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Diminutive Dinosaur Bore Beak, Bristles and Fangs [Video]

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fanged, quilled dinosaur

Credit: Drawing by Todd Marshall

Move over platypus, a recently discovered dinosaur may have bested you for the strangest combination of physical features. Two hundred million years ago, a two-foot- long, beaked biped covered in quills scampered about an area that is now part of South Africa.

The dinosaur's discoverer is paleontologist Paul Sereno, of the University of Chicago. Sereno has dubbed the critter Pegomastax africanus. He describes the find in the journal ZooKeys today, as part of a larger review of the new species' dinosaur family, the Heterodontosaurids.

Sereno also details the dinosaur's peculiar dental anatomy. P. africanus bore oversized fang-like canines —an odd feature for a vegetarian. A still extent animal, however, might provide clues to their use. Fanged deer such as the water deer (aka- vampire deer) use their tusks in self-defense or when battling other deer. The beak, meanwhile, may have made nabbing fruits and berries easier—much like a modern parrot's beak.

Not content to merely imagine the wee beasties, University of Chicago paleoartist Tyler Keillor sculpted a layered and lifelike model of Heterodontosaurus,* a toothy, bristly relative of P. africanus. As you can see in the time-lapse video, below, he began with a resin model of the Heterodontosaurus's skull then built up muscle and flesh using plastilene clay and silicone rubber. To incorporate the dinosaur's prickly defenses, Keillor crafted a foam Heterodontosaurus and poked in layers of fishing-line to serve as bristles. Glass eyes and acrylic paint complete the picture.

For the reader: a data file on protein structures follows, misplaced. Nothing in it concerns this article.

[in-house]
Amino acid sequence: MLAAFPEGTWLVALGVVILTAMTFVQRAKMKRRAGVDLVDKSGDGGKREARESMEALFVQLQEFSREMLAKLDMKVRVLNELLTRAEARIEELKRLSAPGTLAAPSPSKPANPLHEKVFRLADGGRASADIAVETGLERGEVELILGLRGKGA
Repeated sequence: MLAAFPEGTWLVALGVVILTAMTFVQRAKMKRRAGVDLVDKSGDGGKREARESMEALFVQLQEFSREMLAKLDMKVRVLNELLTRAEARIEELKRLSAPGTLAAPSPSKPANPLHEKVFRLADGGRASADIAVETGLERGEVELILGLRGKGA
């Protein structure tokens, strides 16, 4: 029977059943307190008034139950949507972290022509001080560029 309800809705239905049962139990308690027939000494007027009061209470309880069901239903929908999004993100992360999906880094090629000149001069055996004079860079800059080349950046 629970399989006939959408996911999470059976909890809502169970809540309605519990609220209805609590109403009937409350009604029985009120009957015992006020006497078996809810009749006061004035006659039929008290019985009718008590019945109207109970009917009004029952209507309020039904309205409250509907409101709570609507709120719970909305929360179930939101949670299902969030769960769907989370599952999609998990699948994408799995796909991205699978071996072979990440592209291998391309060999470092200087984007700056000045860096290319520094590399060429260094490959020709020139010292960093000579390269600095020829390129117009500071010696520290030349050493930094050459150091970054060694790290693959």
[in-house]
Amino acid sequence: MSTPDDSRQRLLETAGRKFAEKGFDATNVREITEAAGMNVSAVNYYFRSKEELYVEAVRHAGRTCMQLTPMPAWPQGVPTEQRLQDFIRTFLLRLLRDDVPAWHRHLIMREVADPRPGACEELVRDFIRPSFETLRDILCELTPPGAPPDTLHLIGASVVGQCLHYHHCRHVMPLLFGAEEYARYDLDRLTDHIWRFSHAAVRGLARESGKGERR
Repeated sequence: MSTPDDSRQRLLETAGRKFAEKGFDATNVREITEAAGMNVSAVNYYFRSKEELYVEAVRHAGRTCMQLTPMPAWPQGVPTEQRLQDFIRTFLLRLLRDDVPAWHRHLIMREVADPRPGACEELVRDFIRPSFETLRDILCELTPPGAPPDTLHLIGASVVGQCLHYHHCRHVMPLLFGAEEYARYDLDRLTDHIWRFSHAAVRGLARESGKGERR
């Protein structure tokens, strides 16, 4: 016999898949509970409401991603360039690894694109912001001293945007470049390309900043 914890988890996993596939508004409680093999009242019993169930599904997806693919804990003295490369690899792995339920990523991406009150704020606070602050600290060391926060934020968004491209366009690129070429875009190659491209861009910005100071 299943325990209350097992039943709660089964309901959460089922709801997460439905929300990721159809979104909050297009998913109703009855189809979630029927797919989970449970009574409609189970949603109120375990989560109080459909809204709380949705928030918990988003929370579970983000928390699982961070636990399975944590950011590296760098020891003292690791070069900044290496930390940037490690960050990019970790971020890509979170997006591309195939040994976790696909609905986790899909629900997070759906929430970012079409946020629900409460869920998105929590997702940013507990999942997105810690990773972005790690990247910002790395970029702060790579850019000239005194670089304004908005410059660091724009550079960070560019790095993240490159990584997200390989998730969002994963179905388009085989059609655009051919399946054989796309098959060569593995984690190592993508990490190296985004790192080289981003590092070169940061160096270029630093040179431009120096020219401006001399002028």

Credit: Video and sculpting by Tyler Keillor

"At first, I didn't think the model would be all that visually interesting," Keillor says. "But by the time one combines a beak, tusks, cheeks, quills, and scales, it ends up being quite a frightful little beast!"

Keillor consulted Sereno as well as the anatomy of living creatures—particularly birds and crocodiles—in building his model. He notes that the fishing wire he used corresponds to the width of bristle impressions left on fossils surrounding a heterodontosaurid's remains.

 

*Correction (10/15/2012): Original text described the model as Pegomastax africanus. However, as too little is known about the new species to build a model, the artist has sculpted a relative of P. africanus, Heterodontosaurus.

The views expressed are those of the author and are not necessarily those of Scientific American.

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